what you focus on you create more of
If you find yourself with some down time over your Thanksgiving break, I highly recommend That Sugar Film. In it, film-maker/actor Damon Gameau ate 40 teaspoons (Australian average intake) of processed sugar for 60 days and documented the effects. It is eye-opening, to say the least. What makes it even more mind-blowing is that he consumed the sugar by eating foods that most people deem "healthy." He ate things like cereal, yogurt, and snack bars. If you are struggling to give up the sweet stuff, this may help you move forward.
You hear about gratitude a lot this time of year. The holidays are a traditional time to take stock of our lives, what we have accomplished this year, and the things for which we are thankful.
There is a growing body of research that suggests that we should be making a concentrated effort to make gratitude a daily habit throughout the year. The simple act of noticing small things during each day and then perhaps noting them at the end of the day- in your mind or on paper, helps us to feel more joyful. We train the brain to look for the positive, which then makes us feel more positive.
The things you notice don't have to be big things. In fact, it's just the opposite. If you can be joyful about the minutia in life, then the big wins are simply icing on the cake.
For example, I squeezed a mammogram into my schedule yesterday. (Pun intended.😂) I wasn't really looking forward to it, but I walked into that office with a spring in my step and made a conscious effort to notice the little things. I made conversation with the young woman that checked me in-- I noted how nice it was to learn a little about her, and how sweet it was of her to engage in conversation the way she did. I was given the opportunity to choose whether I wanted the 3D imagery, which insurance covered. I was reminded at that moment of how fortunate I am to have insurance at all. The technician that did the mammography was informative and kind. I was thankful that it didn't take long at all to get it done, and that I was back in my car in about 30 minutes, start to finish. Because I was ahead of schedule, I was able to stop at the Starbucks downtown and grab a coffee before I taught class. (I even had a couple of bucks in my wallet, which hardly ever happens.) I knew the barista, and the chat I had with him made me smile. The short time I was able to sit in that comfy chair and enjoy my coffee was perfect.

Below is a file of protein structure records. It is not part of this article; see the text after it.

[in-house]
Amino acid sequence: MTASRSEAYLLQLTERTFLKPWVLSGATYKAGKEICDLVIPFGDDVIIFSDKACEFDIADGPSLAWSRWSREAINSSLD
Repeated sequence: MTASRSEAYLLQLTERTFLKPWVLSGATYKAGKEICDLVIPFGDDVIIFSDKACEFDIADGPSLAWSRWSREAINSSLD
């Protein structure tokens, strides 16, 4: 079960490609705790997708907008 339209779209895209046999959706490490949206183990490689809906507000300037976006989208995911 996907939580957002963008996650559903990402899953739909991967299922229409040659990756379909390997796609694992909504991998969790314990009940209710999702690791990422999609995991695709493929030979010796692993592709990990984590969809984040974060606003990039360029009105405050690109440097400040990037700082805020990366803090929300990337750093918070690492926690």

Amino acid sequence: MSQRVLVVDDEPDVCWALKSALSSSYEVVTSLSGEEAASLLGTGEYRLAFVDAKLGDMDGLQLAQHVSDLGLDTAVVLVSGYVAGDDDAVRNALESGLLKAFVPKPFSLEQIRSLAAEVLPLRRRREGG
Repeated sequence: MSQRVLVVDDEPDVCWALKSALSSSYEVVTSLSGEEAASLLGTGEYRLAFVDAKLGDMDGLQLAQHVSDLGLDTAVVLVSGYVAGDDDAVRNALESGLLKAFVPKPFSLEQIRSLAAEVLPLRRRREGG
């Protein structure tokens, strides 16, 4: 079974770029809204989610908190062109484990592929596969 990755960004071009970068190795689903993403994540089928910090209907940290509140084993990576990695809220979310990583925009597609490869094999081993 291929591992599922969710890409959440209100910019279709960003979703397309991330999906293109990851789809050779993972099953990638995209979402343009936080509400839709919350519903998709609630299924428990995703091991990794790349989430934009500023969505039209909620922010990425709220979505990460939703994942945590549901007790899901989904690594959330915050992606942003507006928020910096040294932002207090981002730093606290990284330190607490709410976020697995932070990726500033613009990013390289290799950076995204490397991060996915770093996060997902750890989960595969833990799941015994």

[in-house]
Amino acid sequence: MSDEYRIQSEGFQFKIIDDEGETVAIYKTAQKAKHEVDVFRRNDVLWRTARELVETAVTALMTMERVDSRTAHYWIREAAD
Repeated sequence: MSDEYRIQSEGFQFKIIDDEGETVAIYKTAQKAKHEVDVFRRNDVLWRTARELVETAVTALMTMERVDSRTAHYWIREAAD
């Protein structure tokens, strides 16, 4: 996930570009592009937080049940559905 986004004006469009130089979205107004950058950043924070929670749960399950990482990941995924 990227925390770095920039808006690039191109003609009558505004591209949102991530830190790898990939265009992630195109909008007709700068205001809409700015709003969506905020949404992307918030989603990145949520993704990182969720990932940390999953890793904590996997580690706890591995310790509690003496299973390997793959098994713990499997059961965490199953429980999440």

Those were just a few of the things I wrote in my journal this morning. Honestly, there are days when I have to dig deep to find the little things to write down, but that's a good thing. It keeps the search alive and in the forefront of my brain.
There are actual physical and mental benefits of practicing gratitude, including better sleep, enhanced mood and impulse control, improved relationships, lessened anxiety, and better cardiac health.
I challenge you to play around with a gratitude practice in the next week--jot down 5-10 things for which you are grateful at the end or beginning of each day. Notice how it changes your mood, mindset, energy, and stress level.
About the Author
Kim is a personal trainer, nutrition coach, and group fitness instructor. She is a mom of two grown kiddos, and a former elementary school teacher. Most days, she can be found training clients, prepping food, thinking about food, or writing about food. She is also obsessed with mindset and habits. She is a 9w1 on the enneagram.